Journal of Interferon & Cytokine Research vol:31 issue:12 pages:917-26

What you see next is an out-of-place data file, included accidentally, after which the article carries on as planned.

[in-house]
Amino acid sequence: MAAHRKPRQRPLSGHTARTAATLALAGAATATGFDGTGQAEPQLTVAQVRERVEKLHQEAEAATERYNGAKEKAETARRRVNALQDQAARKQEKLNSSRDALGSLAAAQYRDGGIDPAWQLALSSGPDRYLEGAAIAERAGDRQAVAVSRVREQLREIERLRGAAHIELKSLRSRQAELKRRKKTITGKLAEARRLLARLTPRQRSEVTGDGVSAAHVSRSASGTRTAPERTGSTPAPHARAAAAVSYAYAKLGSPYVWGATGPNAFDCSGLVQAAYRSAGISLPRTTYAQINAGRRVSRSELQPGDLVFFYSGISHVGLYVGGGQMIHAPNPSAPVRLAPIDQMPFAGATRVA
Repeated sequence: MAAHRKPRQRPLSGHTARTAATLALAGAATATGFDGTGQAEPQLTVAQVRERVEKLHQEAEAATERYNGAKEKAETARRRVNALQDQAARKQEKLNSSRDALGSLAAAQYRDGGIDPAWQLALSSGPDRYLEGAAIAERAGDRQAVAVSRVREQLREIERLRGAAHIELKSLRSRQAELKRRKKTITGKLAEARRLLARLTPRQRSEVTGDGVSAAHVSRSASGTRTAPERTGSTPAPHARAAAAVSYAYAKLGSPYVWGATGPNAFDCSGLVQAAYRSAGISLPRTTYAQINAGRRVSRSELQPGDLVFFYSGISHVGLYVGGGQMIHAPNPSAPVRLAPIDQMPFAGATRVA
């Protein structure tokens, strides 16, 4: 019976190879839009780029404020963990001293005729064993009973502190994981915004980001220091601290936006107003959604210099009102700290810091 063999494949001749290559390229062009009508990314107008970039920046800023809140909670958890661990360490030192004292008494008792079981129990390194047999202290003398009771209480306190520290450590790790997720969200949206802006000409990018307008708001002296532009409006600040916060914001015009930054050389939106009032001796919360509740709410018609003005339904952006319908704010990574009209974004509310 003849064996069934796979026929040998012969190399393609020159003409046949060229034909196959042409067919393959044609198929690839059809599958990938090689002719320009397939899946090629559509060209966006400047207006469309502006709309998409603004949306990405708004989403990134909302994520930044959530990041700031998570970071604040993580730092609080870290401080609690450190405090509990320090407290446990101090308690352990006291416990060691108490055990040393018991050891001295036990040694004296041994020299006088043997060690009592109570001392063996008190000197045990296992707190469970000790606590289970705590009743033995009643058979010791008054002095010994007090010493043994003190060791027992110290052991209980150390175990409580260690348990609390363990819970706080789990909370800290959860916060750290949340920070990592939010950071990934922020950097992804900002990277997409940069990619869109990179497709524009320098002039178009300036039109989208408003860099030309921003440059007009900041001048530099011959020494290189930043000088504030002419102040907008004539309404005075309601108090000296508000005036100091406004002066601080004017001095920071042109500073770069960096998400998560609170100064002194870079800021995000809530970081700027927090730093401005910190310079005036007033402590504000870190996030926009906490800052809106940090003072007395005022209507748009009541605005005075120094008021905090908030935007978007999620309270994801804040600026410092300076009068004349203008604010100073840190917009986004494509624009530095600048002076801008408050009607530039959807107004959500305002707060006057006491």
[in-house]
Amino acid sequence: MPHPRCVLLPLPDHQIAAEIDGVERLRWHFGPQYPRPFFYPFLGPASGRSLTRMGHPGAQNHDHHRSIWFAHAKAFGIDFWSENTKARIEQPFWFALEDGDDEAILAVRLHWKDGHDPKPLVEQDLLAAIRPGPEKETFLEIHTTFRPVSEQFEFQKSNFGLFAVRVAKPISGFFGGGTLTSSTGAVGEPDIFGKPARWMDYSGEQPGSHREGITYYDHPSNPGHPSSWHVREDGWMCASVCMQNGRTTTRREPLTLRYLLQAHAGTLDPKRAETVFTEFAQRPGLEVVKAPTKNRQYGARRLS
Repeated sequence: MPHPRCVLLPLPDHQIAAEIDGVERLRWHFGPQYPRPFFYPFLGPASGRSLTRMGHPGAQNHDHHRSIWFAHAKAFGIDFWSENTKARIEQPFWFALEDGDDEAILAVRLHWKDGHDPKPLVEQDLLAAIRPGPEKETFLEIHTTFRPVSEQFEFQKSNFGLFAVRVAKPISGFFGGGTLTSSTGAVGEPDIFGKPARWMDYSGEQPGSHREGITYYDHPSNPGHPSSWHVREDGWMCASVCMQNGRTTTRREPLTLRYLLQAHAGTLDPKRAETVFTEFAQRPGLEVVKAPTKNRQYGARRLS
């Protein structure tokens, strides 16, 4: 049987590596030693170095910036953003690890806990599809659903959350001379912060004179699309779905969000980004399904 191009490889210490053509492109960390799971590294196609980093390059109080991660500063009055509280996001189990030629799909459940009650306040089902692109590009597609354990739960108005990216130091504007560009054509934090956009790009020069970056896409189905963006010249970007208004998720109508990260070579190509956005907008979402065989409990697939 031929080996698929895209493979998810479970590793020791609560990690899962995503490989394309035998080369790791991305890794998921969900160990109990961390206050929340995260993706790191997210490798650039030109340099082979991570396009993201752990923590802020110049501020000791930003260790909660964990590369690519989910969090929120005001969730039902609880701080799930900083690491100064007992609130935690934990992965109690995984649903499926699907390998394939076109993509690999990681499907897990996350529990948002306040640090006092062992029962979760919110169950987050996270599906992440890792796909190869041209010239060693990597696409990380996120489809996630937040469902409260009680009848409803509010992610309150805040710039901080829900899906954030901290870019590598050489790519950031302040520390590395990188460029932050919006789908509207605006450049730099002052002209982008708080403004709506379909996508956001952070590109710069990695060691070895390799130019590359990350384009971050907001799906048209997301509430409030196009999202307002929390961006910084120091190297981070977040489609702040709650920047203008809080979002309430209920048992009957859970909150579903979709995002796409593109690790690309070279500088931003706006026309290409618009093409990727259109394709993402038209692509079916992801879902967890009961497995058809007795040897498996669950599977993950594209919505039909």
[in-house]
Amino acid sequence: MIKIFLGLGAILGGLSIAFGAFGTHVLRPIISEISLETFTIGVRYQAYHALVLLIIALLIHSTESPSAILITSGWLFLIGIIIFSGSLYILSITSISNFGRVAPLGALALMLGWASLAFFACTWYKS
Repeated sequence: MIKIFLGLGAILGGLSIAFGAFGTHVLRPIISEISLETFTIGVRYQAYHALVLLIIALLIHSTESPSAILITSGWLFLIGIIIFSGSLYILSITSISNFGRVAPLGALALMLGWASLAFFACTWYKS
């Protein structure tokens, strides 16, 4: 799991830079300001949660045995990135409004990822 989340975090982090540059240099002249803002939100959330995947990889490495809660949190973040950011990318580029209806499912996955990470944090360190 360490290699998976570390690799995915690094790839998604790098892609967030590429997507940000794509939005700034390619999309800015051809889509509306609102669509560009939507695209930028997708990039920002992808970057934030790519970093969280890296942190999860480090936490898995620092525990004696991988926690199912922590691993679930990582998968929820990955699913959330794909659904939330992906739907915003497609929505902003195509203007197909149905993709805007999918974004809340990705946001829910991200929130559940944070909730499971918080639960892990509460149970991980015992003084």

Rheumatoid arthritis (RA), an autoimmune disease causing inflammation, destruction, and deformity of the joints, affects around 1% of the world population. It is a systemic disease as patients exhibit extra-articular manifestations as well. Collagen-induced arthritis (CIA) in DBA/1 mice is one of the many animal models used to study possible pathogenic mechanisms of RA. It involves immunizing mice with collagen type II in complete Freund's adjuvant. Here we briefly review the general characteristics of RA and CIA and present an overview of data obtained by studying CIA in several gene knockout mice. In particular, detailed analysis of CIA in interferon-gamma (IFN-γ) receptor-deficient mice has pin-pointed IFN-γ as an important cytokine in the pathogenesis and has exposed new functions of IFN-γ in immunological processes. Pilot trials with exogenous IFN-γ in RA have been indicative of a beneficial effect. That improvement of the disease symptoms by IFN-γ treatment was not spectacular may be explained by the fact that RA is a heterogeneous disease in which the severity of the autoimmune disease is strongly determined by environmental factors.